Each rehearsal at HBV begins with vocal warm-ups. On that Friday in February, as the kids begin their vocal warm-ups by starting with body stretches and rhythmic breathing, the conductor keeps things moving with a pattern of exercises that the kids are clearly familiar with. They move swiftly from exercise to exercise, working the high and low ends of their voices, and incorporate kinesthetic movements to engage their full bodies. The warm-up is physical, requires focus, invites energy, and feels familiar. Though it seems each exercise to follow the next is a surprise (which I later confirm after observing multiple rehearsals), it’s clear that individual exercises are quickly recognized, and the kids are accustomed to the process.
Across the age groups and different choirs I observed at HBV, the most consistent presence behind the music is movement. Whether it is a motion to accompany an exercise, a gesture to help perfect an interval leap, an adjustment to posture while remaining seated, or simply standing up; the kids never stay in one position for too long.
When I asked Mary about the movements intertwined with singing during rehearsals she told me:
“It’s to engage the brain-body connection, and to appeal to kinesthetic learners. It’s a good way to get them to feel what their voices are doing and to give us a visual and tangible way to discuss sounds.”
When I mused at how the added bonus to kinesthetic movement must be the fact that the kids stay engaged and focused, she corrected me:
“It’s all integrated [the brain-body connection and focus] and hard to separate one aspect from the other, but keeping the kids engaged isn’t a bonus—it’s critical.”
I sat through many full-length 90 minute rehearsals, and took note of the engaging pace not only because it maintained the concentration and attention of the singers, but also because of my own surprise at the end of a rehearsal that the 90 minutes had flown by. As a performer and teacher, I’m a practitioner and evangelizer of kinesthetic movements and keeping the voice connected to the body, so I found this portion of my observation fascinating. (For more reading on this, I suggest Chapter 5 on Body-Brain Connections from Bessel A. Van der Kolk’s book: The Body Keeps the Score.)
A Professor of Cognition and Education at Harvard University, Howard Gardner, is best known for his theory of multiple intelligences. He outlines this theory in his book, Frames of Mind: The Theory of Multiple Intelligences, originally published in 1983, where he says of kinesthetic intelligence:
“It is hardly an exaggeration to say that most segments of the body (and the nervous system) participate in one or another way in the execution of motor actions. The various agonist and antagonist muscles, joints, and tendons are involved in the most direct ways. Our kinesthetic sense, which monitors the activity of these regions, allows us to judge the timing, force, and extent of our movements and to make necessary adjustments in the wake of this information.” (Gardner, 2011, p222).
Regularly practiced at HBV, led by Mary’s belief of the importance of employing tangible movements to represent the voice, the kids link their voices to physical movements. As I saw on multiple occasions, they can then make adjustments to the outer, physical body, that correspond and result in adjustments to the inner voice.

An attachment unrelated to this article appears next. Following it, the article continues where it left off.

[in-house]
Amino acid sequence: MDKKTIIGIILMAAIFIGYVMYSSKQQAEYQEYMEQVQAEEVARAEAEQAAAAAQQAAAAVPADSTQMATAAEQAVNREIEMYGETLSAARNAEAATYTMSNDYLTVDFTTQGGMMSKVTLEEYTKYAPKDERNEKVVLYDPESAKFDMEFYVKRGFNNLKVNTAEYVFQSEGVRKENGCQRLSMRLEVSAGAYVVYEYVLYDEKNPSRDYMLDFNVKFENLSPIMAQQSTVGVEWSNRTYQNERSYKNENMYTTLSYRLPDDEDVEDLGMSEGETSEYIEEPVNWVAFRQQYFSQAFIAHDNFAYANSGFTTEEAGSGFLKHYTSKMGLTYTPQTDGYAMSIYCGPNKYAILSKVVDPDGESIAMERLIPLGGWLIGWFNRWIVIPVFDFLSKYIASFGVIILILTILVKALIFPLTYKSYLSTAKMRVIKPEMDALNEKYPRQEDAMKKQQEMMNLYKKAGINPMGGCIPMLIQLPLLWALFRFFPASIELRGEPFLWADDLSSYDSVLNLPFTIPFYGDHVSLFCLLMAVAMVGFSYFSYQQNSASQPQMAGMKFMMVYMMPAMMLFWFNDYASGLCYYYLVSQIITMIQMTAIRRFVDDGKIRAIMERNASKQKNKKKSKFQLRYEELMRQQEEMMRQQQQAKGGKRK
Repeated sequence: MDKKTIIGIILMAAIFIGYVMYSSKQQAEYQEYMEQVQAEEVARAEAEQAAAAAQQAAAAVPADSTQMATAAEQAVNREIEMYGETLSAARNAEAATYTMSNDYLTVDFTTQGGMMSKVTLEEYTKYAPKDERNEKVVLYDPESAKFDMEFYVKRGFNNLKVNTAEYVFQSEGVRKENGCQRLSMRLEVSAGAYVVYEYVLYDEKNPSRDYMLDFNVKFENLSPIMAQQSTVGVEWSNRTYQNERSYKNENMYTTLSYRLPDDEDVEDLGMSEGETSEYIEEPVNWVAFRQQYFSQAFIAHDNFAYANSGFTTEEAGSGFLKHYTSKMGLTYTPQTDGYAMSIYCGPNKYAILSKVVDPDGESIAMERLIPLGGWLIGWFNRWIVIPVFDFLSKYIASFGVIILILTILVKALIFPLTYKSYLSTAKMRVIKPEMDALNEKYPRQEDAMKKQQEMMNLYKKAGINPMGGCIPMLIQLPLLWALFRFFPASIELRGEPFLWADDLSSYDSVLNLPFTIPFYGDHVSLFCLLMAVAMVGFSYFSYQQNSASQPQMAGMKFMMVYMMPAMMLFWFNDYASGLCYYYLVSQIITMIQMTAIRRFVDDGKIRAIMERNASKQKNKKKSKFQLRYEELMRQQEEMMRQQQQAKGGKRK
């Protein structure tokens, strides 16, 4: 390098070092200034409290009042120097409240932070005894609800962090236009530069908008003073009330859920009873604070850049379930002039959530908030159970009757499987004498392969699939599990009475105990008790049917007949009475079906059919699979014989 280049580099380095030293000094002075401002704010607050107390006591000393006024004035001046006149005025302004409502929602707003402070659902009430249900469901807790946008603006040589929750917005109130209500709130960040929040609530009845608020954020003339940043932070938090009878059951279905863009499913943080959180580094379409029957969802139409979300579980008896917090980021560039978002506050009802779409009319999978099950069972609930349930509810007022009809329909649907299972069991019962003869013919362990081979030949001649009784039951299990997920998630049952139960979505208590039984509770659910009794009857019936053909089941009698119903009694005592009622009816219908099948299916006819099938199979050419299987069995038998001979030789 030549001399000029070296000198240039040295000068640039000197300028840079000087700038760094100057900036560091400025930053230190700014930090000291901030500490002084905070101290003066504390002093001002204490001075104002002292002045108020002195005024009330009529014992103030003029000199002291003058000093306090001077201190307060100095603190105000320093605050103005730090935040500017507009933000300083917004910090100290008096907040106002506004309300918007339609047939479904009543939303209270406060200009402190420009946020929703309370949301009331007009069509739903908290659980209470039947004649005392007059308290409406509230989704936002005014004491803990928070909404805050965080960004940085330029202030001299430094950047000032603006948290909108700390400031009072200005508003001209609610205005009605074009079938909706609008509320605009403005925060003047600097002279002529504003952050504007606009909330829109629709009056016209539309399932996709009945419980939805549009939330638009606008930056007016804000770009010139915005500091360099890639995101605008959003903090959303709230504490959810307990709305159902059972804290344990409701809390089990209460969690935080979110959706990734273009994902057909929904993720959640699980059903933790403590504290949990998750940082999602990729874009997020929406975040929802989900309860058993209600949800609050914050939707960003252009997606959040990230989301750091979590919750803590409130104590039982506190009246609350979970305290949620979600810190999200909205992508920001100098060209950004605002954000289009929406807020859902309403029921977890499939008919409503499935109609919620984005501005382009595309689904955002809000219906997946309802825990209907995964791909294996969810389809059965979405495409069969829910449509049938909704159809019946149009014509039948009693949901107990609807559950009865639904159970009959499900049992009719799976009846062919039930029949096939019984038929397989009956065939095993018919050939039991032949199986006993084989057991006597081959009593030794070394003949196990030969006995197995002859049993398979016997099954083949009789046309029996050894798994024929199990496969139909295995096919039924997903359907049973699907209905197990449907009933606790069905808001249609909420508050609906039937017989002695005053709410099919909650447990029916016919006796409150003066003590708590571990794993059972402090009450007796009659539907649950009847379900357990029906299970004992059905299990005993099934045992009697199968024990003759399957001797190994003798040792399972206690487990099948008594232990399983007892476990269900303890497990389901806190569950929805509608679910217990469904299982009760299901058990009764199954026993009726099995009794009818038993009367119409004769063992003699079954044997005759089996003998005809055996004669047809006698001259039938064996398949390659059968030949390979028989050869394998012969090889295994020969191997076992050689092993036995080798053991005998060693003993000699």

Back to that Friday in February, while working on “Sing to Me,” the conductor is working with the Concert Choir on a small part of the piece. The section they’re perfecting is 8 measures long, has space for dynamics to highlight two different suspensions, and the conductor is trying to get the kids to feel the dynamics and tension of these suspensions with their bodies. She invites them to lift their music binders as they increase in volume, and lower them back down as they decrease—a collective physical swell that visually matches the dynamics. It works, and the kids respond to the music both visually and vocally—one little boy so intent on representing his “binder crescendo” that he almost drops the entire thing.
On a different visit, during a rehearsal observing the Chamber Choir, Mary worked with the kids on a siren slide (sliding from a low note, quickly to a high note, and returning back down), in order to correct a note in the song that they were hitting below pitch. The first time through, she provided a vocal example for them. The kids didn’t do much of a motion, and rather than a slide from the bottom, they started toward the top and let the pitch semi-fall back down. She pushed them to use their arms as a way to encourage them to start at the bottom, reach up to the top of their ranges, and then come back down. The second time through with the movement attached, produced a more complete and full sound.
Recognizing this connection to the body, and it’s importance as a form of intelligence is a paramount element of HBV’s curriculum. Seeing children as having a range of intelligences rather than just a single form of intelligence is not only supported by research, but in my opinion is also a respectful way to respond to the different needs of different learners in the same room (Cokcaliskan and Sener, 2018). Looking to the voice as part of the body, and looking at the exchange of information that passes between the body and the voice via kinesthetic movements has gotten me thinking about how much information is actually exchanged, and if the information flows both ways. In Dust of the Zulu, Louise Meintjes claims that “the dancing body is the voice in motion” (71). If the moving body not only represents the voice, but is the voice, can the opposite also be true? In addition to representing the body, is the voice the body?